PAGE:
Thursday, July 21, 2016

On Peaches and Eggs

An artist friend and neighbor stopped by a day or so ago.. He has both a peach tree and a mess of critters called chickens. They lay eggs pretty much one a day per hen almost like clock work. It apparently is one of the few things hens do, eat, poop and lay eggs. His peach tree is pretty amazing. It produces peaches and oxygen. The tree doesn’t appear to eat anything and it pretty much doesn’t poop. It isn’t quite as prolific as his hens but the peaches he brought by were really good and sweet. Well one of them was. The other two are being carefully cared for so they can be a later joy. Anyone growing up in California has to know the joy of summer time California peaches and the absolute joy of fresh peach pie on a summer eve sitting on the porch listening to frogs and crickets and nighttime song birds.. Try it. I think you will like it.
The peaches reminded me of a John Prine tune Spanish Pipedream

We blew up our TV threw away our paper
Went to the country, built us a home
Had a lot of children, fed 'em on peaches

  I started thinking about chickens and eggs. Yes I do have a lot of time on my hands. It occurs to me that from what I can gather the average hen (whatever average means) lays one egg each day until the bird croaks. Occasionally chickens will get broody and stop laying for a few days but basically it’s one a day per hen forever. If you have a little land you can build a henhouse for a couple of hens, say ten thousand or so. Over a week’s time you are going to have a whole bunch of eggs. What if you have a million hens laying eggs? In that event you are quite simply a big egg farmer and all is automated even your government subsidy is direct deposited into you bank account.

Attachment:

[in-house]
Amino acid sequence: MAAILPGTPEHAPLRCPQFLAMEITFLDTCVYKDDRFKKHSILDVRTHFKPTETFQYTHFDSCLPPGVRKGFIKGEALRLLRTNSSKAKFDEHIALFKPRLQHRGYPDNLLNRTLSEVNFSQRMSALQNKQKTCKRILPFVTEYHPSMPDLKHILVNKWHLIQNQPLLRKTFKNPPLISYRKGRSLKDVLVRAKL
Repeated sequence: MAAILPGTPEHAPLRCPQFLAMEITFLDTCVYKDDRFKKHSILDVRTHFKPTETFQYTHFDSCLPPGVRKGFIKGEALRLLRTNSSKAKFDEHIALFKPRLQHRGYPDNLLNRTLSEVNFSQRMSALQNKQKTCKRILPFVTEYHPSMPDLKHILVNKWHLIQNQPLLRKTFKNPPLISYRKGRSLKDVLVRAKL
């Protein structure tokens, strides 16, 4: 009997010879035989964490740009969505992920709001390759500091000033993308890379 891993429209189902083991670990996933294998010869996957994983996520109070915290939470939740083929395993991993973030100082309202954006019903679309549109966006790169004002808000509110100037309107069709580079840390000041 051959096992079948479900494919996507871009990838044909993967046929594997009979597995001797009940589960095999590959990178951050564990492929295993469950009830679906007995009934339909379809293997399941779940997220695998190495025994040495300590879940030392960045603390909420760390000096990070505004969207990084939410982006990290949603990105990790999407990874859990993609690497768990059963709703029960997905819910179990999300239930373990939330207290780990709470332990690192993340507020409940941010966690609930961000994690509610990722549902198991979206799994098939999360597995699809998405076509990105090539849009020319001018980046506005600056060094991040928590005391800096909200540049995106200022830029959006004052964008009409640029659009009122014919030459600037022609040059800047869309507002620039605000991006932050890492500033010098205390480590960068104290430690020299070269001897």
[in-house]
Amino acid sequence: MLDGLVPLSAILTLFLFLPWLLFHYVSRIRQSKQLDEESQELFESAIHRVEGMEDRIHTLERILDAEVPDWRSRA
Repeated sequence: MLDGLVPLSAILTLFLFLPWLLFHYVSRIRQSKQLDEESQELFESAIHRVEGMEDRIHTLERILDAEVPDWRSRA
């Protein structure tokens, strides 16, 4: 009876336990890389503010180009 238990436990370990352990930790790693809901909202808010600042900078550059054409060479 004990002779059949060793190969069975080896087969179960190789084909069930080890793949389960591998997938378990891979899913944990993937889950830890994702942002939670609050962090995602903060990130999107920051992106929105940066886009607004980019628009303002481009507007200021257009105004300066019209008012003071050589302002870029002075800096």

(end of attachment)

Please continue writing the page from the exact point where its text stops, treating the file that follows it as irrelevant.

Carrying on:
When a chicken builds an egg the last thing it builds is the shell. During this process what becomes the shell is coated with some kind hen body-fluid. This fluid hardens around the shell and seals it from outside intruders such as pathogens. Remember the egg inside the shell is pretty much sterile. There really is no need to refrigerate a chicken egg if the coating is intact. Commercial egg farmers wash the eggs to remove the coating and bleach them so they are white (subliminal association: white = clean and pure) Because of the resultant porousness of the shell the egg now has to be kept refrigerated.
      What this quick guide to being an egg farmer really brings to mind is the degree of control over the “free market” that can be exercised by the egg farmers by manipulating the flow of eggs to the retail markets. The retailer has to move his newly perishable egg inventory while the egg farmer can sit on his stock of non perishable eggs. That gives the farmer more economic power than I care to see.


  1. Vewwy Intewesting~! (The Peaches ARE great this year...especially on 100-degree plus days like today...& in a Margarita.

  2. Nice! Love the peaches, one of summer's better benefits. But no, chickens do NOT lay eggs forever. They stop, depending on the breed, after a few years. For instance, my Welsummer's laying peaked at two years old and will start slowing down until she stops laying, probably at about five years old. But a Welsummer has an average life span of nine years. Some breeds will live as long as 15 years, but only lay for five or six. In short, they do stop "paying rent" after a while and we need to decide at that point just how much we actually love that hen.

  3. Please wash the eggs and your hands carefully! You are vulnerable. Keep eggs in fridge, just in case.

  4. Please wash the eggs and your hands carefully! You are vulnerable. Keep eggs in fridge, just in case.


  5. This comment has been removed by the author.